Brave effort by Freeman hampered by lack of experience

Taoiseach’s nominee to Seanad says she will not run for political office again

Joan Freeman arrives at Dublin Castle to attend the count. Photograph: Niall Carson/PA

Joan Freeman arrives at Dublin Castle to attend the count. Photograph: Niall Carson/PA

 

Presidential candidate Joan Freeman had hoped she could effect a modern-day Peasant’s Revolt by taking on the establishment contenders and their well-resourced rivals.

It was not to be. Without the resources, without sufficient political experience, without a broad-based message and without hard-edged debating skills, her campaign faltered.

Ms Freeman had great credentials and a fine track record, having been the driving force behind suicide-prevention charity Pieta House and the associated Darkness into Light walks.

But like other activists-turned-candidates in the past – Adi Roche in 1997 and Mary Davis in 2011 come to mind – she was found wanting when it came to the bear pit that is a presidential election campaign.

She found herself criticised for being right-wing and conservative, on the basis that she voted No in the referendum on abortion in May. She faced tough questioning after taking a loan from a US businessman whose company had been investigated for pyramid selling.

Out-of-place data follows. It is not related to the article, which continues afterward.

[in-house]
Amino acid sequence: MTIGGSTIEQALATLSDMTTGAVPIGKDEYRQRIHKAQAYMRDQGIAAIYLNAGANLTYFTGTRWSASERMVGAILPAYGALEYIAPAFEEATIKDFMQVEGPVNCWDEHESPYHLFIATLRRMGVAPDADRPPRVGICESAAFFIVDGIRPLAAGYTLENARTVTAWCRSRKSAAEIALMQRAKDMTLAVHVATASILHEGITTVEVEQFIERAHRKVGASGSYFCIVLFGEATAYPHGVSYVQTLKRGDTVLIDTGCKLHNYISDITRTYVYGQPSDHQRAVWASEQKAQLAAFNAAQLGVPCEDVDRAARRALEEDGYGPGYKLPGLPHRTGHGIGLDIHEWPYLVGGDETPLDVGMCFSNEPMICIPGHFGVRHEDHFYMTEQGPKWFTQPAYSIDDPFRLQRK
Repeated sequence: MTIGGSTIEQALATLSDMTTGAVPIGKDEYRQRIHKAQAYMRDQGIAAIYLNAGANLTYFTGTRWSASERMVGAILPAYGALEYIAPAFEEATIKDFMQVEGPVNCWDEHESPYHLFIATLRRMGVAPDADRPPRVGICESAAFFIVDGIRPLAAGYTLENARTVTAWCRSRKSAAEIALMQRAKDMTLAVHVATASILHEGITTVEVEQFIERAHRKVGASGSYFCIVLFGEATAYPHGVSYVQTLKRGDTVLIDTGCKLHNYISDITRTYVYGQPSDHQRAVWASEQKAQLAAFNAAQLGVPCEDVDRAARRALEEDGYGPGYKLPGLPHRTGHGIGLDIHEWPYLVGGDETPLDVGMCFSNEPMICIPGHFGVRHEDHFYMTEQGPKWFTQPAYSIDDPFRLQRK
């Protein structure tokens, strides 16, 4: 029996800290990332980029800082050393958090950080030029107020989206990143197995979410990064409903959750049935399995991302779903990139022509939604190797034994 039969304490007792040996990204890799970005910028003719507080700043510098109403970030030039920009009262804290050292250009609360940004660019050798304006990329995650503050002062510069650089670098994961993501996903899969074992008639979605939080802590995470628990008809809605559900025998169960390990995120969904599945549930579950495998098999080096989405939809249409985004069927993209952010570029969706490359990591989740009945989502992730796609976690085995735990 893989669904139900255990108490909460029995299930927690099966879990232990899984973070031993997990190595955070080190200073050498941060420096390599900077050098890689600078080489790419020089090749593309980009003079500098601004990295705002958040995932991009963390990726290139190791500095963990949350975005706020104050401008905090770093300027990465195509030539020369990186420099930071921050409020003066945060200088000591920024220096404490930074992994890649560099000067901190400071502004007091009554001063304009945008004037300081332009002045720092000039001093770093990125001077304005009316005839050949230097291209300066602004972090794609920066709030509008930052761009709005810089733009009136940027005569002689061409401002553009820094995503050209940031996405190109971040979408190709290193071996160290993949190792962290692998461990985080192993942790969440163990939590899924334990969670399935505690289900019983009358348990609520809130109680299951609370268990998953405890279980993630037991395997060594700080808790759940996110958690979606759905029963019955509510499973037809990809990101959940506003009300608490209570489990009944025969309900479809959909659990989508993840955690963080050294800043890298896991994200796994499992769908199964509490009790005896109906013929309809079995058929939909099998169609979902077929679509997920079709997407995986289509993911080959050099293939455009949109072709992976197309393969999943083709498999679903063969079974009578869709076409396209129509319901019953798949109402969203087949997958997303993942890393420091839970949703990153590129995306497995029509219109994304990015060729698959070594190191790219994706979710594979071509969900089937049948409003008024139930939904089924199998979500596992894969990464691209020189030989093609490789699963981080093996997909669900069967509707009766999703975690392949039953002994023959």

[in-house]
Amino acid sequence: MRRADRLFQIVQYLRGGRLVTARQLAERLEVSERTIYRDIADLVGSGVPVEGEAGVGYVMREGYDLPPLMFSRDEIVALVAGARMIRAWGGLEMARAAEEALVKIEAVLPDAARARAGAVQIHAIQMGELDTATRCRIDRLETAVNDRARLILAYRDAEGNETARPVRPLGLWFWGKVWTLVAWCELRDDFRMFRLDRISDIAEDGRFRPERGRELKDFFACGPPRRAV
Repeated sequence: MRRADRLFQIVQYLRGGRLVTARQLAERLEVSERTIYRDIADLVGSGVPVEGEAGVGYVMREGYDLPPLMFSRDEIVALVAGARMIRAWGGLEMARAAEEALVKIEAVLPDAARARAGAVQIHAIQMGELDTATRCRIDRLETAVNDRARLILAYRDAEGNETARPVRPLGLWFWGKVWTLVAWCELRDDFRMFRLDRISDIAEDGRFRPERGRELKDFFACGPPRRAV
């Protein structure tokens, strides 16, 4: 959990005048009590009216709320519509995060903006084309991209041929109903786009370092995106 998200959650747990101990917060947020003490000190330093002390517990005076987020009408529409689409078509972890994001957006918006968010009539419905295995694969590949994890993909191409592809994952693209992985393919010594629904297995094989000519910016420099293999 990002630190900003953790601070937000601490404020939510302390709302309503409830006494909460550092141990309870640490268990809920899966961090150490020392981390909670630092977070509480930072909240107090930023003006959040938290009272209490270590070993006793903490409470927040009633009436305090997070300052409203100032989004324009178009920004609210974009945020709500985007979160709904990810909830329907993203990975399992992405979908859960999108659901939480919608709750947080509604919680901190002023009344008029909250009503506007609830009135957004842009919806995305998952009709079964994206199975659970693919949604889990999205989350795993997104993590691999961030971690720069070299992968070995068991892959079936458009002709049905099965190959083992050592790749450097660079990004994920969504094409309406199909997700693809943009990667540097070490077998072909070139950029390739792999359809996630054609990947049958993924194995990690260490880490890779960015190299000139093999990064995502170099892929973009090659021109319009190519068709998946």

She did manage to put both those issues behind her.

She argued she was the only “ordinary” candidate among four millionaires, among whom she included Michael D Higgins, and a party-backed candidate (Sinn Féin’s Liadh Ní Riada). It was her most successful line.

Where she struggled was when asked about areas outside her own interests of mental health and wellness. She was particularly weak on the constitutional role of the president, a crucial must-know for any aspirant.

She had a small team, a hired car and a shoestring budget compared to the others, but she did have the assistance of experienced PR adviser Natasha Fennell.

During the debates, she refused to get drawn into prolonged discussions on presidential expenses and transparency, and tried (without much success) to move the agenda on to her strongest issues and the plans of the candidates.

It was a brave move by Ms Freeman to throw her hat into the ring in the first instance. She was a different kind of candidate, with an admirable track record, who might have made a dark horse in the race.

But her lack of experience in this situation told against her, in addition to gaps in her knowledge of the president’s role and obligations.

At the very least, she now has a national profile. She remains a Senator, having been nominated to the Upper House by the Taoiseach, and it will be interesting to see how she will use the experience of the campaign as she continues in her relatively new political career.

However, when asked on Saturday night if she would run for political office of any description again, she emphatically replied: “No, I don’t know think so, no.”

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